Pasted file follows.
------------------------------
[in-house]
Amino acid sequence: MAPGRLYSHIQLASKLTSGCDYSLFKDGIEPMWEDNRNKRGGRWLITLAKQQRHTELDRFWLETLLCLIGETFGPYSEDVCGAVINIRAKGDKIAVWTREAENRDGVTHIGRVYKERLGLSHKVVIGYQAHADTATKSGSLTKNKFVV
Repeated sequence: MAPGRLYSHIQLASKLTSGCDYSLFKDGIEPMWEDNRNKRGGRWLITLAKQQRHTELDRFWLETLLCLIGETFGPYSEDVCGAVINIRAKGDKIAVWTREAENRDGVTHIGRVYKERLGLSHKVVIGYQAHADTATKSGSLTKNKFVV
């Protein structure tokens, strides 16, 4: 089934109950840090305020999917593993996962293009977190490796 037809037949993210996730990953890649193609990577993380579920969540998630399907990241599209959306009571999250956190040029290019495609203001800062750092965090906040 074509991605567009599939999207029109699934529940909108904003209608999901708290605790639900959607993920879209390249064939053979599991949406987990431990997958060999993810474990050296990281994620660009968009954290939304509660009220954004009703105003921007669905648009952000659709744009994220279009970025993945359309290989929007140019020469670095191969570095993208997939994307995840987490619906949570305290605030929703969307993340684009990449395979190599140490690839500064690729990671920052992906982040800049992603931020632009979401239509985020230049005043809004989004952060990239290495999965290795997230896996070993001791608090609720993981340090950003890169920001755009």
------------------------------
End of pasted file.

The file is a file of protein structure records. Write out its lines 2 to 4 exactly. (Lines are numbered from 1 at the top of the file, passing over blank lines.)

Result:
Amino acid sequence: MAPGRLYSHIQLASKLTSGCDYSLFKDGIEPMWEDNRNKRGGRWLITLAKQQRHTELDRFWLETLLCLIGETFGPYSEDVCGAVINIRAKGDKIAVWTREAENRDGVTHIGRVYKERLGLSHKVVIGYQAHADTATKSGSLTKNKFVV
Repeated sequence: MAPGRLYSHIQLASKLTSGCDYSLFKDGIEPMWEDNRNKRGGRWLITLAKQQRHTELDRFWLETLLCLIGETFGPYSEDVCGAVINIRAKGDKIAVWTREAENRDGVTHIGRVYKERLGLSHKVVIGYQAHADTATKSGSLTKNKFVV
């Protein structure tokens, strides 16, 4: 089934109950840090305020999917593993996962293009977190490796 037809037949993210996730990953890649193609990577993380579920969540998630399907990241599209959306009571999250956190040029290019495609203001800062750092965090906040 074509991605567009599939999207029109699934529940909108904003209608999901708290605790639900959607993920879209390249064939053979599991949406987990431990997958060999993810474990050296990281994620660009968009954290939304509660009220954004009703105003921007669905648009952000659709744009994220279009970025993945359309290989929007140019020469670095191969570095993208997939994307995840987490619906949570305290605030929703969307993340684009990449395979190599140490690839500064690729990671920052992906982040800049992603931020632009979401239509985020230049005043809004989004952060990239290495999965290795997230896996070993001791608090609720993981340090950003890169920001755009």